Read more about rheumatoid arthritis

By Family Foot and Ankle Care, PC
August 02, 2016
Category: Foot Care

Rheumatoid ArthritisFind out how to manage chronic arthritic symptoms to keep you on your toes!

Rheumatoid arthritis affects about 1 percent of the population, mostly affecting women between the ages of 40 to 60. If you’ve been diagnosed with rheumatoid arthritis then you probably are looking for answers regarding your condition and what you can do to improve the health of your feet.

What is rheumatoid arthritis?

This chronic, autoimmune disorder targets joints anywhere on the body, but mostly the hands and feet. Approximately 90 percent of patients diagnosed with this form of arthritis will develop foot or ankle symptoms at some point during the course of their disease.

What are the symptoms of rheumatoid arthritis?

Since this is an autoimmune disorder, the immune system actually attacks your body’s own tissue, causing inflammation and swelling of the joints. Those with rheumatoid arthritis also experience pain and stiffness in the feet and hands. While other forms of arthritis (e.g. osteoarthritis) only affect one joint, rheumatoid arthritis usually affects the exact same joints in both feet.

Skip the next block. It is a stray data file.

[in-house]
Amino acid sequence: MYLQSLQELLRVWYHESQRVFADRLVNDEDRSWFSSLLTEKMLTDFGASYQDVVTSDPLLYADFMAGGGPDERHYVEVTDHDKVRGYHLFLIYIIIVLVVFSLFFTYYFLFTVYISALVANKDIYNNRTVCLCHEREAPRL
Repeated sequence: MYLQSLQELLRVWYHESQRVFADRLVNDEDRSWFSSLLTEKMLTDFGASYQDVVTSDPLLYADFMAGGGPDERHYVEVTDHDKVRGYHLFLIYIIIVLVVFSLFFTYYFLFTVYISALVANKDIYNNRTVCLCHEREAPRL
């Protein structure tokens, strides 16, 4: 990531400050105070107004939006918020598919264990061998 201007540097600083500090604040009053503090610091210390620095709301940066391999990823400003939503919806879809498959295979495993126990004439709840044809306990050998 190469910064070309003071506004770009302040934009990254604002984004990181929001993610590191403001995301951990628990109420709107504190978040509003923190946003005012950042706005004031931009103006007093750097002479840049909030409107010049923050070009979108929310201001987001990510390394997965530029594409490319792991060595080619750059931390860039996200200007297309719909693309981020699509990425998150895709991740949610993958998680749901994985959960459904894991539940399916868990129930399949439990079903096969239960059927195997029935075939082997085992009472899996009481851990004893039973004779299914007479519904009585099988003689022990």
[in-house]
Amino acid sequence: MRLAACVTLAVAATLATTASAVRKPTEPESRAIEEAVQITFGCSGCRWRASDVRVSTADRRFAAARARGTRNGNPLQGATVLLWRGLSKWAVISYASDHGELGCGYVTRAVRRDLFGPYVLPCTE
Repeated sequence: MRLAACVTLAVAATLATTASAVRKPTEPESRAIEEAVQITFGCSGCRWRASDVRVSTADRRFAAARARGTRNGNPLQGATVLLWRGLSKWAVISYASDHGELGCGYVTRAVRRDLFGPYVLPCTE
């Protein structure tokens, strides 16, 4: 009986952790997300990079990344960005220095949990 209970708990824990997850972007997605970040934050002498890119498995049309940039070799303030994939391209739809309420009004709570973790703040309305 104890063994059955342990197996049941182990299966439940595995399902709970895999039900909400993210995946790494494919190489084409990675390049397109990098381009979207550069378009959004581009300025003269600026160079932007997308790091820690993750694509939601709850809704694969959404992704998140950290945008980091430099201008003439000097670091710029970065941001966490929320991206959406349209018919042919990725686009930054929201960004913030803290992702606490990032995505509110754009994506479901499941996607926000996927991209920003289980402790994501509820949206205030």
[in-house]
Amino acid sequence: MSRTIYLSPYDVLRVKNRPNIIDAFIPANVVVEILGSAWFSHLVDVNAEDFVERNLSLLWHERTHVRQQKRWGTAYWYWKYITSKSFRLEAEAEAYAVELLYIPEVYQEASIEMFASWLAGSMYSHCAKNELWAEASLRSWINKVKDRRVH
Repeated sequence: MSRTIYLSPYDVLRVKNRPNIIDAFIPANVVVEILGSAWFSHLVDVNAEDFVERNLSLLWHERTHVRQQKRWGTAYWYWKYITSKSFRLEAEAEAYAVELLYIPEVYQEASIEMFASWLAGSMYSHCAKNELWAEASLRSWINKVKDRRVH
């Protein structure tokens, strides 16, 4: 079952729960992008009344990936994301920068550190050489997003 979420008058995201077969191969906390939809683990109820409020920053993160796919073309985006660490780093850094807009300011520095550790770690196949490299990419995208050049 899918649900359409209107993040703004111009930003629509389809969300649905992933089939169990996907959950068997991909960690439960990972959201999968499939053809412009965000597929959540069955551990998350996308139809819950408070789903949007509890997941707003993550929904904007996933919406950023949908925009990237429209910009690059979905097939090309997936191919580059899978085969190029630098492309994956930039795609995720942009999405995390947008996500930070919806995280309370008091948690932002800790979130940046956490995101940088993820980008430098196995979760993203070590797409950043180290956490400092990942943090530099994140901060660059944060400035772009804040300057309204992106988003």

Different deformities (e.g. bunions; claw toes) and other problems may also develop, depending on what foot joint the rheumatoid arthritis inflicts.

What are the treatment options for rheumatoid arthritis?

While there is currently no cure for rheumatoid arthritis there are a variety of treatment options available to our patients to help reduce their symptoms and keep them living full, active lives. Certain medications can be prescribed to stop the immune system from attacking the joints.

Here are the most common types of orthopedic treatment options we recommend; however, remember that these treatments will not slow down or stop how the disease progresses, but it will help you to manage your symptoms:

Rest: This means reducing any movements or actions that make your rheumatoid arthritis pain worse. If you are naturally an active person, you may want to opt for low­impact activities like swimming, which takes pressure and impact off the joints in the foot.

Anti­inflammatories: Certain over­the­counter anti­inflammatories like ibuprofen can help reduce rheumatoid arthritis pain and inflammation. However, if your symptoms are severe then it might be time to talk to your podiatrist about prescribed pain relievers.